SOURCE: Jody Chapel and Molly Adler
“The United States has come late to the table,” said Margaret Heritage, a senior scientist at the research group WestEd who wrote the CCSSO report. “In Australia and the United Kingdom, the assessment system is built on a progression. And then here, you meet or don’t meet the standards. I think [other nations have] a conception of learning that’s more to do with the development of expertise relative to important ideas over time. Often, teaching and learning [in the United States] is conceived of as discrete objectives—you learn something, then move on to something else.”
Overcoming that conception is a goal of the Denver learning-progression project, which originally started as a framework for implementing student-learning objectives for the purpose of educator evaluation.
“In a nutshell, we were eager to see if we could move teachers from a perspective that kids either ‘get it or they don’t’ to a perspective in which there is greater interest in understanding the ‘messy middle’ that exists between a novice understanding of some big-picture idea … and the target understanding of that big-picture idea after some defined instructional period (e.g., proficiency),” the University of Colorado’s CADRE team wrote in a 2014 report. “Without this more nuanced understanding of student learning, there is very little that can be done when a student demonstrates a lack of proficiency other than reteach the same material and hope for a better outcome.”
Learning progressions have historically been more common in subjects with “clearly identifiable sequences of learning that seem pretty darned obvious,” said Popham, adding that “mathematics and science immediately come to mind.”
Learning progressions, for instance, are incorporated into the Common Core State Standards in mathematics.
In recent years, however, there is evidence that learning progressions in the United States have expanded beyond science or math. One of the most ambitious projects is a set of so-called “construct progressions” developed to guide the state of North Carolina’s K-3 formative-assessment process. Created with help from the state’s four-year, federal Race to the Top $70 million Early Learning Challenge Grant and the state legislature, these progressions map trajectories in multiple early-learning domains, including cognitive areas like counting, and health and physical realms, such as the development of fine-motor skills.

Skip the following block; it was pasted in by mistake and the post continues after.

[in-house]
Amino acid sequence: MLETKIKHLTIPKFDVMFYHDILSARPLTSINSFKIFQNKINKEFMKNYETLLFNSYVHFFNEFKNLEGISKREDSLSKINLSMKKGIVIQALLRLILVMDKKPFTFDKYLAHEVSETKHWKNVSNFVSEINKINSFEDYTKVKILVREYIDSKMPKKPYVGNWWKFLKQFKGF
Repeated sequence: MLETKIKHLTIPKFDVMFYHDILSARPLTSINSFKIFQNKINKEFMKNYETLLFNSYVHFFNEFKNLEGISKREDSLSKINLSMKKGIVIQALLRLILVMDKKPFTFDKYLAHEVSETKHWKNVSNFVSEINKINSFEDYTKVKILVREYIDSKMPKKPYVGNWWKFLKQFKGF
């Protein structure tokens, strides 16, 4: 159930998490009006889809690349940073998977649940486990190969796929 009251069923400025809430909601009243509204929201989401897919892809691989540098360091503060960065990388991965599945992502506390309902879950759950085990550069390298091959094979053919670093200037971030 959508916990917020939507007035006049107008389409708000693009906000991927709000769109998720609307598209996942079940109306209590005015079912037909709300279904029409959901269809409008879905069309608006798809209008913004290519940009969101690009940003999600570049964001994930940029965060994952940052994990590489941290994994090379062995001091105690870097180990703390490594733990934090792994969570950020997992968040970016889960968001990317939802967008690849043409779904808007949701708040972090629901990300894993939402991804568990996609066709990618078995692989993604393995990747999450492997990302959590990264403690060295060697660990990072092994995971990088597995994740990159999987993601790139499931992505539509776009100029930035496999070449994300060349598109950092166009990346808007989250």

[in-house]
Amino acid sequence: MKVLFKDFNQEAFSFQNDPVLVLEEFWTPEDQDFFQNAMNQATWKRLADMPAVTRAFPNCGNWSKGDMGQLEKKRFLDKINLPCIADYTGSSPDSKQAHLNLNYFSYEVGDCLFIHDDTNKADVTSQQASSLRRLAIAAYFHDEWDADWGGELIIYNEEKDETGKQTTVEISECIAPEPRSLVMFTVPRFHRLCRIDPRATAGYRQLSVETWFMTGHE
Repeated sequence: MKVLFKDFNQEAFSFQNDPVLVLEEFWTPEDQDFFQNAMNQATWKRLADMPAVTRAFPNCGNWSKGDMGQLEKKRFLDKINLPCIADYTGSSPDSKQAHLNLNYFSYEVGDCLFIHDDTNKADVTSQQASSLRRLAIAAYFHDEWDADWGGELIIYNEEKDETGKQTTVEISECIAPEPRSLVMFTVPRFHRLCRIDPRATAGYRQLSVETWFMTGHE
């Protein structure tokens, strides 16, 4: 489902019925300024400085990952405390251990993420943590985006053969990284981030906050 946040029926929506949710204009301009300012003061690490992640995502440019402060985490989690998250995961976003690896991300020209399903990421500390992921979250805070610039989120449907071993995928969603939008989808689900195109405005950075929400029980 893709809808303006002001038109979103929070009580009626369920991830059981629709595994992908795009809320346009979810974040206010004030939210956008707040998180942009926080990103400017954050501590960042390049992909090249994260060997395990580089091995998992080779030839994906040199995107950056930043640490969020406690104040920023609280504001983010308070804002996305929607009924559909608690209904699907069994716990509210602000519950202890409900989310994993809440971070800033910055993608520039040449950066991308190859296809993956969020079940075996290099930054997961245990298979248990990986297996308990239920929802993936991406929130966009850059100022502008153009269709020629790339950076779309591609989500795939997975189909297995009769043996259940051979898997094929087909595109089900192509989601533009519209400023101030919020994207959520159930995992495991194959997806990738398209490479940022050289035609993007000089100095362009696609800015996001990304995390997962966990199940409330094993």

Using Learning Progressions
These are what Popham categorizes as “uppercase learning progressions.” They took years to create because they are based on empirical research and input from subject-matter experts and classroom teachers.
By contrast, “lowercase learning progressions” deal with core, modest outcomes that might take a few weeks to accomplish, Popham said. They are based not on empirical evidence, but on teachers’ best estimates.
Regardless of the scope of the progression, educators are an integral part of ensuring that trajectories get used formatively rather than shelved.
“One of the critical features was this assessment has to be a process that is manageable to teachers in the classroom and has to provide information that is useful,” said Cindy Bagwell, project administer for North Carolina’s Race to the Top Early Learning Challenge Grant. She noted that principal support is also critical if the progressions are to be used formatively.
For similar reasons, Denver curriculum specialists are working with teachers this year on multigrade learning progressions in physical education and the arts. This was a big structural shift, said Elena Diaz-Bilello, CADRE’s associate director.
Many of these teachers were “singletons” accustomed to being the only teachers of their type in the schools where they worked. Without a districtwide curriculum to guide them or a next-door neighbor to bounce ideas off, the singletons were all over the map in terms of their approaches for helping students meet the state’s content standards, according to Capucine Chapman, the arts and physical education director for the Denver schools.
The standards themselves tended to focus on the acquisition of discrete skills rather than multiyear progress toward big-picture goals like “visual literacy,” says Chapman.
This year, teachers like Overby can work from drafts of documents that map these types of larger goals all the way from kindergarten through high school, with suggested activities attached to typical stages of progress for students of that age.
To take the example of visual literacy, the kindergarten trajectory calls for children to “interpret personal connections through stories and artwork.” This idea carries all the way into high school, where “visual literacy” is defined as “applying interpretative and reflective strategies to better understand and evaluate artworks in order to develop [a] personal artistic philosophy.”
Of course, pinpointing a student’s location on a learning progression and then guiding that student to the next milestone is not as straightforward as finding one’s way down the interstate. Learning is not always linear.
And then, there are teenagers like Overby’s student with the elegant selfie and the inconsistent writing.
“I know I need to give him more attention when we do any kind of reflections,” the teacher said. “He’s creating things but he doesn’t want to think about the why, which, honestly, is very normal in this age group.”
A version of this article appeared in the November 11, 2015 edition of Education Week as Learning Progressions: Road Maps for Teaching